In the April issue of our monthly newsletter, we wrote that the market is ripe for long-term investors. That was not investment advice but we like to share our thoughts and write about how the Sifter Fund responded to situations. We decided to take advantage of the opportunities presented by the crisis.
During the spring, the atmosphere at Sifter was calm but determined. While we knew that our portfolio consists of carefully selected high-quality companies, we had concerns about the effect of the coronavirus crisis on companies’ cash flows.
We initiated a three-stage process that we wrote about in our blog earlier in the spring.
In the three months since then, we have added four new companies to our portfolio. Over the same time period, share prices have returned roughly to the levels seen at the start of the year.
Sifter’s portfolio was strengthened by the coronavirus pandemic
We believe that the dip in share prices caused by the coronavirus pandemic allowed us to add even more high-quality companies to our portfolio. We keep track of many different indicators, but the table below shows the ones we consider to be the most important for us.
We compare the median values of the performance indicators of Sifter’s companies with the companies that make up the S&P 500 index. These figures support the view that Sifter’s companies are in excellent shape.
|KPIs||Sifter Current||S&P 500 Current|
|ROIC||15 %||7 %|
|Operating margin||24 %||15 %|
|Sales growth||4 %||1%|
|Net debt / EBITDA||0.1x||2.5x|
|EV / EBITDA||12.6x||12.4x|
Sifter’s investment strategy is clear
Times of crisis are when strategies are put to the test. It’s good to get the occasional reminder for ourselves and our investors about how we invest their wealth.
We want to hold shares in a small number (approximately 30) of high-quality companies that have a sharp competitive advantage along with a clear revenue model and which we believe will increase their ability to generate profits in the future.
There are not many companies out there that fit this description, and they are rarely available to buy at attractive prices. When we identify such companies and manage to buy their shares, we want to keep them in our portfolio for a long time. The key elements of our strategy are quality and a long-term approach.
Four reasons to sell our holdings
In a normal year, we add only 3–5 new companies to our portfolio. This keeps the portfolio’s turnover very moderate. Over the past five years, the annual turnover of our portfolio has been about 10 percent. This means that Sifter’s investors do not have to bear the cost of unnecessary trading expenses.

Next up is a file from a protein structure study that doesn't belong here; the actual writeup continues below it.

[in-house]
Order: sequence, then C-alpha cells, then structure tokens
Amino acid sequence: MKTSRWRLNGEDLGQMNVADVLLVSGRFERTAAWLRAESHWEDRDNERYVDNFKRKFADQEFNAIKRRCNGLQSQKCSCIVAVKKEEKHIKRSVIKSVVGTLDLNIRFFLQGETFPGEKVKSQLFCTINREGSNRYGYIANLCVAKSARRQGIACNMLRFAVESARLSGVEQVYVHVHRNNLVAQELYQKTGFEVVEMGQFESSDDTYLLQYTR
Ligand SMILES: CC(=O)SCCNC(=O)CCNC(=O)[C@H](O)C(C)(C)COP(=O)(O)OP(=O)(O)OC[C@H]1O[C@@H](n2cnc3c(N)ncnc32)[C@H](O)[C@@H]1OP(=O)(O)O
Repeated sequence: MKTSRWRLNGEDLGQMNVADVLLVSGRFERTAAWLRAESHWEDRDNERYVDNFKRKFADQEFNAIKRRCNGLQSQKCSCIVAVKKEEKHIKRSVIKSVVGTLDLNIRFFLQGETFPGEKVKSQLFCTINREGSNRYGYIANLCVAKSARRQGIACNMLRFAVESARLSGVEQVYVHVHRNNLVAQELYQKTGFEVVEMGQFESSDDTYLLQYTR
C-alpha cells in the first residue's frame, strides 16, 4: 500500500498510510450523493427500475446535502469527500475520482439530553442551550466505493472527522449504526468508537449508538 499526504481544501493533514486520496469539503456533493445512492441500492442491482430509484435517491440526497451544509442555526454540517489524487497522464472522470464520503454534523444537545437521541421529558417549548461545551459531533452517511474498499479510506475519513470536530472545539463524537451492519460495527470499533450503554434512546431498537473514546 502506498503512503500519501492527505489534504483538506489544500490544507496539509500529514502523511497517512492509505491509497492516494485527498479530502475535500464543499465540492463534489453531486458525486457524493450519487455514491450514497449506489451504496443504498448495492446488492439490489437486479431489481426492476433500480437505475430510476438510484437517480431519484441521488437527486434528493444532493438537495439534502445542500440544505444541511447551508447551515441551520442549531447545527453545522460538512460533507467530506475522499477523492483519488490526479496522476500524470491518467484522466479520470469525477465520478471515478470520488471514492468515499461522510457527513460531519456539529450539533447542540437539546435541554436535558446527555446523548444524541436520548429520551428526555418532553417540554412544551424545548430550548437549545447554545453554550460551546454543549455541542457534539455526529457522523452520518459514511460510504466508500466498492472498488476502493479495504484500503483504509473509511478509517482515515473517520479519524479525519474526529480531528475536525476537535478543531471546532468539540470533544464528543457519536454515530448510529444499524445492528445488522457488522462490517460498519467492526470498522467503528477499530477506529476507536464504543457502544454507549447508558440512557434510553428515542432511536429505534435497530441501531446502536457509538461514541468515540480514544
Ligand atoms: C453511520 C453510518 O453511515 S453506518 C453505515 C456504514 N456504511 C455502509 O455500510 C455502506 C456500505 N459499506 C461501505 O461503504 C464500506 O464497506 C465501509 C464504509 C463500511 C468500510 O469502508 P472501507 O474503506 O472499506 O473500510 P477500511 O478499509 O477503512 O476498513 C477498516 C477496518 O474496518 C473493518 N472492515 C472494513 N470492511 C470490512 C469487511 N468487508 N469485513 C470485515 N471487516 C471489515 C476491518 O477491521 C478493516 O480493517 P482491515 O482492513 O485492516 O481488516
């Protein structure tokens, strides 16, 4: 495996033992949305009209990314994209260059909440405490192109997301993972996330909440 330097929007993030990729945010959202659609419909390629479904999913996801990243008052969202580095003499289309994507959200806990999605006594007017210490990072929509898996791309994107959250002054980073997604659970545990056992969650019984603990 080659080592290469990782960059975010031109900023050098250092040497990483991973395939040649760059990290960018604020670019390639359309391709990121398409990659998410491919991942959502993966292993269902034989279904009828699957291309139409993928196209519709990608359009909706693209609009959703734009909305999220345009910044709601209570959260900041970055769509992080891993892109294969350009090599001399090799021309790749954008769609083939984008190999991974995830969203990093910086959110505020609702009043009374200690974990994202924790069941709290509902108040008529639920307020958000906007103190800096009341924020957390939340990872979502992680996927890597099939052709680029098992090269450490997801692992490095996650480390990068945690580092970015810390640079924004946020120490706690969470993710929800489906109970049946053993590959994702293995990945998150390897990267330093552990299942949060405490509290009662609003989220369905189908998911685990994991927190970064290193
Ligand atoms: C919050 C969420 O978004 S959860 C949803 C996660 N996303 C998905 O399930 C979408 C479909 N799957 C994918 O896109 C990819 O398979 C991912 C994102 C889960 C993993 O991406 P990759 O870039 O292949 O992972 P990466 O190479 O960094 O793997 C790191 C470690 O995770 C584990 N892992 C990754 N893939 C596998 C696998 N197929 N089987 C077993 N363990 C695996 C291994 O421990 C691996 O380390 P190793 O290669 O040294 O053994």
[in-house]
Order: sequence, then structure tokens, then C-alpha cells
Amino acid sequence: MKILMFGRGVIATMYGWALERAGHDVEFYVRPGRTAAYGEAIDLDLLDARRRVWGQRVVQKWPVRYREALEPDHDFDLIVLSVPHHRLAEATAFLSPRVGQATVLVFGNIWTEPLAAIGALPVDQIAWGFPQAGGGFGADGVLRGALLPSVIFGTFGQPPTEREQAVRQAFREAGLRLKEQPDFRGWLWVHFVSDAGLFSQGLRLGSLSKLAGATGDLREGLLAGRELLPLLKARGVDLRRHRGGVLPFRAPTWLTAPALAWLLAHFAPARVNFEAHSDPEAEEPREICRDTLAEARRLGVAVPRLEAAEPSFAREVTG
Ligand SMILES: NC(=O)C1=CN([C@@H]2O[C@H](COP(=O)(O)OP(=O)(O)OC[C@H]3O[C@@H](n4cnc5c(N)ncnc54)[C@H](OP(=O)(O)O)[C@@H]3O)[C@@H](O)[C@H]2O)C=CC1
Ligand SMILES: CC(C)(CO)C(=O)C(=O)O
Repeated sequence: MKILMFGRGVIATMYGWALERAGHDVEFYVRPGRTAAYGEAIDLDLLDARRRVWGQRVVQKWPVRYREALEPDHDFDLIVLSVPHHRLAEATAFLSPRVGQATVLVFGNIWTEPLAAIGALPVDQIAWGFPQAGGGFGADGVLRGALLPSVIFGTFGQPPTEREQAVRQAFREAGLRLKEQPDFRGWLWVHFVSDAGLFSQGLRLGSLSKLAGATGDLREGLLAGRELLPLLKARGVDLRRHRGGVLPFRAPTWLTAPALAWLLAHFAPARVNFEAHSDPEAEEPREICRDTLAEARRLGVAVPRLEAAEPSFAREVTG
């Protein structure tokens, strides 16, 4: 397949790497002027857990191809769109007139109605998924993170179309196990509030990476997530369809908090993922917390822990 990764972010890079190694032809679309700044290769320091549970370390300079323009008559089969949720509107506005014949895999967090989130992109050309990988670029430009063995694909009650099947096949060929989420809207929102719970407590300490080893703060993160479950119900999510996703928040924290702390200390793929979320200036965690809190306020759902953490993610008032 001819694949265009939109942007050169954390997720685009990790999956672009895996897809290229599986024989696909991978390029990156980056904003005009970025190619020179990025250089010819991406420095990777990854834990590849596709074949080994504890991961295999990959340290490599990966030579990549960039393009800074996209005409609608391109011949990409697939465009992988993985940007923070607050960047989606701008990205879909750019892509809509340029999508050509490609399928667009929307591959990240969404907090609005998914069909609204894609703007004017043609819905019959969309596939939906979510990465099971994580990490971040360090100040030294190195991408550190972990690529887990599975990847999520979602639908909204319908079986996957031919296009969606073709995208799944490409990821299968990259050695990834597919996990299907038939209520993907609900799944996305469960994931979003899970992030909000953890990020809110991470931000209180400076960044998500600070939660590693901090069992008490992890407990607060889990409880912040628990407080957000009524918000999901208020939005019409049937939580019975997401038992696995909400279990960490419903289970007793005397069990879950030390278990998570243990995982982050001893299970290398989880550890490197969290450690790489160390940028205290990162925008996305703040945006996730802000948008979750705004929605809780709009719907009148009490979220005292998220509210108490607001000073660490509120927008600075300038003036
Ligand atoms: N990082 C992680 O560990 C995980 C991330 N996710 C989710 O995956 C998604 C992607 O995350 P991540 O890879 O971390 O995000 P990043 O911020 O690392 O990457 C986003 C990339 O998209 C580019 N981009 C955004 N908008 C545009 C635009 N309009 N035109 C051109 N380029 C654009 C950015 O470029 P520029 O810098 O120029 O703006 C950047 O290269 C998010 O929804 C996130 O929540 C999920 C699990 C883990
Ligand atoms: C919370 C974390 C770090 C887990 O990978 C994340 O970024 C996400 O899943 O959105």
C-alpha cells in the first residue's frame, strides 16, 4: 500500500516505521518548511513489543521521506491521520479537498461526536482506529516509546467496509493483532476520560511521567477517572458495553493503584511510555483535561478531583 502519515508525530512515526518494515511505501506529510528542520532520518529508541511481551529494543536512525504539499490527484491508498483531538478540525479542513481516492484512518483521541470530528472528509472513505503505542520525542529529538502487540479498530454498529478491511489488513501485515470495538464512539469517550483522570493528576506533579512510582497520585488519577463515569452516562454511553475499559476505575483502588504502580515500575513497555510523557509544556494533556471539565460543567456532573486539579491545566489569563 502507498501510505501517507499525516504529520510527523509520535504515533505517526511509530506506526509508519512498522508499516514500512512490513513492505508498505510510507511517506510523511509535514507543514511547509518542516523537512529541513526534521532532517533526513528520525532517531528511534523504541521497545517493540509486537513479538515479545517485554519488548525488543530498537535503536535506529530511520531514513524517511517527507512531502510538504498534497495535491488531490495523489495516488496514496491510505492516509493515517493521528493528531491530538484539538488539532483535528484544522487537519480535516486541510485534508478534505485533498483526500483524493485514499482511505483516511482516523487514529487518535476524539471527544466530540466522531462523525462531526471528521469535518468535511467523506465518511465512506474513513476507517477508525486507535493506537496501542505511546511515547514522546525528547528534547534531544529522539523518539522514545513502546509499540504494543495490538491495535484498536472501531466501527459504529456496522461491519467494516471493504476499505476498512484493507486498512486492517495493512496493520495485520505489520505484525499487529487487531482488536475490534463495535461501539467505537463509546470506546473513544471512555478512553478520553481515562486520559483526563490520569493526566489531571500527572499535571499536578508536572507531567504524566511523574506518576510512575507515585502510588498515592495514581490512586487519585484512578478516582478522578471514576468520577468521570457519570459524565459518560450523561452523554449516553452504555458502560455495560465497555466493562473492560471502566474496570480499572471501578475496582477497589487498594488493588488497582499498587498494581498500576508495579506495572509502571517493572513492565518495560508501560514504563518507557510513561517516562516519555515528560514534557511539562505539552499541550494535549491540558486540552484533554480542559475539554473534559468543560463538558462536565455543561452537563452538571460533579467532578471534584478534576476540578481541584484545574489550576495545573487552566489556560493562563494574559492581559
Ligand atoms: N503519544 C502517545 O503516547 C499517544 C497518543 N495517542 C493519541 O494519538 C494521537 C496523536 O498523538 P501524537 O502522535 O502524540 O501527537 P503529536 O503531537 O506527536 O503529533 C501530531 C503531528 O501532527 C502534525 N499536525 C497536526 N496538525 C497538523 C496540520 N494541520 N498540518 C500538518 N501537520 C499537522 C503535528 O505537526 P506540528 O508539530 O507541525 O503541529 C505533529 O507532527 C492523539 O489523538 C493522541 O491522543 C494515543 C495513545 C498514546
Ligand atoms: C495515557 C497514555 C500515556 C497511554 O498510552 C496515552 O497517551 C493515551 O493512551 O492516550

We have defined four scenarios in which we are prepared to sell our holdings in a company. We sell when
- the company’s earnings model or competitive advantage is permanently damaged,
- there are significant changes in the senior management of the company,
- the company is sold and we don’t see the merger will benefit the company,
- we identify a better business to replace the company.
During the tumultuous spring caused by the coronavirus pandemic, we made decisions based on item 4 above when plummeting share prices meant that companies coveted by us suddenly had attractive valuations.
The fact that we maintain a ranking of all of the companies in our portfolio made it relatively easy to decide to sell those of our holdings that were at the bottom of the list.
We added four new companies to our portfolio during the spring. We’ll provide more information on the new additions at a later time.
The ability to generate profits is more important than the share price
We are not interested in short-term fluctuations in share prices or increases in target prices. Instead, we focus on whether the key business performance measures of Sifter’s companies develop favorably.
This way, we know that the Sifter portfolio consists of high-quality companies and share price often follows growth in the ability to generate profits.
Return on invested capital (ROIC) is an important indicator for us
We believe that high-quality companies improve their ability to generate profits when they are able to invest their capital in the profitable development of their operations. If a company has favorable growth prospects, we are willing to pay a little more for it. The buying price of the share is not as significant when the investment horizon is long.
The median ROIC of the companies in Sifter’s portfolio is 15%. Respectively, the median ROIC of the S&P 500 index is 7%.
This means that Sifter’s companies earn twice as high a return on the capital they invest. This is good for their shareholders.
We avoid companies that are in debt
The indebtedness of companies (net debt/EBITDA) is another important indicator for us. Sifter’s companies are practically debt-free (the median value for this key indicator is 0.1), whereas the median net debt/EBITDA ratio of the S&P 500 is 2.5. This means that their net debt is 2.5 times their annual EBITDA.
We know that most companies have had to take on more debt due to their profit performance declining during the difficult spring. Nevertheless, we believe that Sifter’s companies are in a good position thanks to their low debt and we are confident that they can improve their position in the current circumstances.
Trying to guess which way the stock markets will move is an exercise in futility. Long-term ownership of high-quality companies is a better option. It provides peace of mind and it has often also generated good returns.
CEO, Sifter Capital Oy